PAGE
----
Genetic/congenital conditions Flashcards Preview

Olivia MD3 2nd semester > Genetic/congenital conditions > Flashcards

Flashcards in Genetic/congenital conditions Deck (38):
1

what is the chromosomal abnormality in Kleinfelter's syndrome?

XXY

2

what the the two classic features of kallmann syndrome?

anosmia
hypogonadism/infertility

3

what is the chromosomal abnormality in Edward's syndrome?

trisomy 18

4

What is the least severe form of spina bifida?

spina bifida occulta

5

what syndrome do we see an isolated cleft palate (e.g. cleft palate without cleft lip) and why does it occur?

Pierre Robin Syndrome

tongue does not sink down into the floor of the oral cavity and so maxillary plates cannot fuse together horizontally

6

how might we classify cleft lip/palate?

unilateral/bilateral
complete/incomplete

7

why are syndromes important to distinguish and understand?

anomalies can be predicted, and prognosis/future management can also be predicted/planned

8

what is the enzyme deficiency in congenital adrenal hyperplasia? what does this cause?

21 hydroxylase deficiency

without this enzyme, the adrenals cannot make cortisol and aldosterone and so make androgens instead.

these androgens virilise the external genitalia which may make it ambiguous clinically what sex the baby is.

can affect both male and females

9

what 2 main conditions can cause ambiguous genitalia?

CAH (congenital adrenal hyperplasia)
AIS (androgen insensitivity syndrome)

10

what are the 4 features of TOF?

1. overriding aorta
2. right ventricular outflow obstruction/ pulmonary stenosis
3. right ventricular hypertrophy
4. ventricular septal defect

Think PROV

11

why is a child with TOF centrally cyanosed?

because the right ventricular outflow tract is obstructed, the deoxygenated blood from the right side of the heart is shunted through the VSD to the left side of the heart, to be pumped out to the body. --> central cyanosis

12

which hip is usually affected in hip dysplasia?

left hip in 65% of cases

13

which congenital heart defects cause left to right shunt?

VSD
ASD
PDA

14

which congenital heart defects cause right to left shunt?

TOF
transposition of great arteries

15

how do left to right shunt heart defects present?

breathlessness

16

how do right to left shunt heart defects present?

cyanosis

17

what intrauterine infection is associated with a PDA or PS congenital heart defect?

rubella infection

18

a pregnant woman has SLE. what must you consider?

anti-phospholipid syndrome --> miscarriage; and complete heart block in baby

19

what congenital heart defects are associated with Down's syndrome?

ASD
VSD

20

what congenital heart defects are associated with turner's syndrome?

coarctation of aorta
aortic valve stenosis

21

why do infants with congestive heart failure excessively perspire during feeding?

for infants, metabolic demands are greatest during feeding, increased sympathetic activity causes perspiration

22

what are the signs and symptoms of an infant with suspected CCF?

irritable, clammy baby
poor feeding
failure to thrive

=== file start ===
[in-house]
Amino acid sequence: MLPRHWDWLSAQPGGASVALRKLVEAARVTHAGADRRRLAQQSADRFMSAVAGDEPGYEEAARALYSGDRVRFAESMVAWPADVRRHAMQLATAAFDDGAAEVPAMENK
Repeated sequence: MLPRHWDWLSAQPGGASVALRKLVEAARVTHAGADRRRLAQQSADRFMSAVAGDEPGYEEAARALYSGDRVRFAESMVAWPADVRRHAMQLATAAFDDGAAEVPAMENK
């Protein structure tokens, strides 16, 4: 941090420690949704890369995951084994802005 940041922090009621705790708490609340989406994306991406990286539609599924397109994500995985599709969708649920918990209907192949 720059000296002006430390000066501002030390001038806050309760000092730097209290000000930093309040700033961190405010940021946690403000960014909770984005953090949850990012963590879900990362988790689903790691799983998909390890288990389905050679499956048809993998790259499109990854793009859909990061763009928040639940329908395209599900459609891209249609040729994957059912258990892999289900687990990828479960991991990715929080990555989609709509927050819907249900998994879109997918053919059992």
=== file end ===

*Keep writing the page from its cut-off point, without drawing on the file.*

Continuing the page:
problems with breathing/respiratory difficulties
recurrent respiratory infections

23

what diseases can cause acquired heart defects in a child?

kawasaki's disease
rheumatic fever

24

What does tricuspid atresia refer to?

Absence of tricuspid valve--> leading to hypo plastic right ventricle --> right to left shunt through VSD

25

What type of jaundice in an infant is most associated with congenital liver issues?

Conjugated hyper bilirubinism --> chronic prolonged jaundice

26

What is biliary atresia?

Progressive inflammation and obliteration of biliary tree --> cirrhosis and liver failure

27

what is the name of the syndrome for trisomy 13

patau's syndrome

28

what are some clinical manifestations of down's syndrome?

• Wide spaced eyes
• Generalised hypotonia
• Protruding large tongue
• Low set small ears
• Single palmar creases
• Flat occiput
Small stature
Intellectual disability

29

what are some associated conditions with Down's syndrome?

• Cardiac- ASD, other cardiac anomalies
• Endocrine- hypothyroidism
• Neuro- Alzheimer's, epilepsy
• Haem- AML
• ENT- impaired hearing/vision, recurrent OM
Gastro- duodenal atresia, Hirshsprung's

30

what are the key clinical and most predominant/common features of Turner's syndrome?

short stature (may be the only feature)
thick neck/ neck webbing
infertility
congenital heart anomalies (coarctation of aorta)
normal intelligence

31

how might we manage Turner's syndrome?

growth hormone therapy
oestrogen replacement therapy

32

what is the main clinical presentation of kleinfelter's?

infertility and tall stature

33

what type of genetic inheritance pattern is cystic fibrosis

autosomal recessive

34

name the disorders that are inherited via an x-linked recessive pattern?

Fragile X
Duchene's and Becker's MD
Hunters syndrome
G6PD deficiency
Haemophilia A and B

35

what are some clinical features of fragile x syndrome in boys?

large everted prominent ears
macrocephaly
significant learning difficulties

36

what is the relationship between Prader Willi syndrome and Angelman syndrome?

these syndromes are the result of genetic imprinting phenomenon.

Presence of an abnormal paternal copy of the gene on chromosome 15 results in Prader Willi.

Lack of a functioning maternal copy of the same gene on chromosome results in Angelman syndrome.

2 x maternal copies of gene and NO paternal copies= PWS
2 x paternal copies of gene and NO maternal copies= AS

37

what must you consider if you note a newborn has hypospadias?

always consider a disorder of sexual development, especially if the testes are not fully descended in the scrotum

38

what are the 3 features of hypospadias?

Chordee

Hooded dorsal foreskin

Urethral opening is on the ventral surface of the penis